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Tenant reaction patterns to the threat of a terrorist attack after September 11, 2001, in downtown Chicago office market

Listed author(s):
  • Sofia Dermisi

    (Roosevelt University)

The events of September 11, 2001 (9/11) spread the fear of other terrorist attacks targeting downtown office buildings across other major U.S. cities. Among them, Chicago owners and tenants were even more concerned because of the concentration of corporate headquarters and the site of the tallest office building in the U.S. This paper studies the tenant reactions in response to the 9/11 attacks in three locations within the Chicago’s downtown office market, comparing the before and after 9/11 office market conditions and tenant distributions. These three locations were determined based on a specific (anchor) building with financial significance and its immediate surrounding area. The anchor buildings selected ranked as first (Sears Tower), third (Aon Center) and fourth (John Hancock Center) highest building in the U.S.; and although security measures were immediately heightened after the terrorist attacks some tenants decided to vacate their office space considering the risk involved. The results of this study indicate that the 9/11 attacks had and continue to have a significant impact on vacancy and sublease vacancy rates on all three areas studied. Although the gross rent levels were almost kept stable until today, in an effort to increase demand and lower vacancy, the three areas are still suffering. In addition, new office supply seems to hurt the old office stock, due to the lack of incentives. In general, we can conclude that the psychological and economic effect of terrorist attacks on tenants of high-rise office buildings and their immediate areas is significant.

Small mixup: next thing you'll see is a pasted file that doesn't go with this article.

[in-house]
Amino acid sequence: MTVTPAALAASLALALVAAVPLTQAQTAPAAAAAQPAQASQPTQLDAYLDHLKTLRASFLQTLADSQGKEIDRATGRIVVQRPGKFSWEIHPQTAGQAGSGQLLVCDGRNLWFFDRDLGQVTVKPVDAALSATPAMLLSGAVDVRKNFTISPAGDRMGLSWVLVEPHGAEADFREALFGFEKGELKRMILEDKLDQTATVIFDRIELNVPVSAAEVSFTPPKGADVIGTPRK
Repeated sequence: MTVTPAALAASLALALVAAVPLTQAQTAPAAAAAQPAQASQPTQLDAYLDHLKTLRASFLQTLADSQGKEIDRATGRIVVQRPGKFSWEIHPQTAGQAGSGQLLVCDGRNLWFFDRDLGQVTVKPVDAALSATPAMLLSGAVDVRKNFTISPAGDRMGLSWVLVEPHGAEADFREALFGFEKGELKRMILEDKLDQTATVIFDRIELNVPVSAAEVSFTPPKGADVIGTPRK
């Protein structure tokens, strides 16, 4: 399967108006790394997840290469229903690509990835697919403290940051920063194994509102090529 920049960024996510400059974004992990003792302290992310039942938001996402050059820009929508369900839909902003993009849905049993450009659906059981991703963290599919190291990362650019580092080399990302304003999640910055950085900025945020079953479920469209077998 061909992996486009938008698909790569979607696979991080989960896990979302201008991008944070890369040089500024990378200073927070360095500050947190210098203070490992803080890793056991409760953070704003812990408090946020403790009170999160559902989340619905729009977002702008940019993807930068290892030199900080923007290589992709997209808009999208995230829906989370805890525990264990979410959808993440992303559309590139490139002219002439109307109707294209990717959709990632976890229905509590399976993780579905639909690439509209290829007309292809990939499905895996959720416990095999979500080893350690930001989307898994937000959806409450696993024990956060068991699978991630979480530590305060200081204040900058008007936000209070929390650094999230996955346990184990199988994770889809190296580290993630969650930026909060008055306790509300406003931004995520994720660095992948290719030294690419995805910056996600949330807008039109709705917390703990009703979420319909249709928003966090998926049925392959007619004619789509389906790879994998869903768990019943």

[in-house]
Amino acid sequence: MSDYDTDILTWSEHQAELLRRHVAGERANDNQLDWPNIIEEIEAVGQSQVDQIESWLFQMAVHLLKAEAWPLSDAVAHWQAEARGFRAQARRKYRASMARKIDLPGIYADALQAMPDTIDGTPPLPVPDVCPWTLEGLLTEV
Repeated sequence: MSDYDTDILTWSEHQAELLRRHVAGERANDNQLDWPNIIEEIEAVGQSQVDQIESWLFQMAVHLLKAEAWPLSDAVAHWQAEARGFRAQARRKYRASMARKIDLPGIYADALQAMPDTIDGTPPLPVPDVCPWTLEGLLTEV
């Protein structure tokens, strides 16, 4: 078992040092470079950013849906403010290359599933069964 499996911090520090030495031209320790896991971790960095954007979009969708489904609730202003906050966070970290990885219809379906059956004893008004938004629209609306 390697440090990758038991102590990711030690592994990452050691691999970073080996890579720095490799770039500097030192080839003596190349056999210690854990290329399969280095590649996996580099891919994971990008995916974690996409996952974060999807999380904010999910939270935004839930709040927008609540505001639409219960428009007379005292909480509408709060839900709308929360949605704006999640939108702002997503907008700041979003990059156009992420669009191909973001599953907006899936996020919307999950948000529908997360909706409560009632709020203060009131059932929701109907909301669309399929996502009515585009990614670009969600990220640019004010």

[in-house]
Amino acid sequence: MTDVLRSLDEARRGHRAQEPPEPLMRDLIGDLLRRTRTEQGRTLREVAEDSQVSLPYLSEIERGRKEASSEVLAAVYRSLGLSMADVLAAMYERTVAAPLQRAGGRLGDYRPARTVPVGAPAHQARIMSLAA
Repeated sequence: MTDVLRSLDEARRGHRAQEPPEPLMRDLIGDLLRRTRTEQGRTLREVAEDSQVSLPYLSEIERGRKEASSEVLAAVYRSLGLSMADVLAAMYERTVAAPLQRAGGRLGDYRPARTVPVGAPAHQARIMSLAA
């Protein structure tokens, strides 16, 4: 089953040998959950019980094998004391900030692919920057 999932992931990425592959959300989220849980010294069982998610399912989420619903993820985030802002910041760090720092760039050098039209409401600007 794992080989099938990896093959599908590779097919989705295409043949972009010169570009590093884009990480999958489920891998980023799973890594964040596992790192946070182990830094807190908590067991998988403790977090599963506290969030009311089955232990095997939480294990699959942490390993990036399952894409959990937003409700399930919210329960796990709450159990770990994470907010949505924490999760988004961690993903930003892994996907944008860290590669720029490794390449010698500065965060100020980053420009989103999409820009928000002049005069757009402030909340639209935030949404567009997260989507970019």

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Paper provided by EconWPA in its series Urban/Regional with number 0509009.

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Date of creation: 12 Sep 2005
Handle: RePEc:wpa:wuwpur:0509009
Note: Type of Document - pdf. Presented at the 2005 Americal Real Estate Society Meeting
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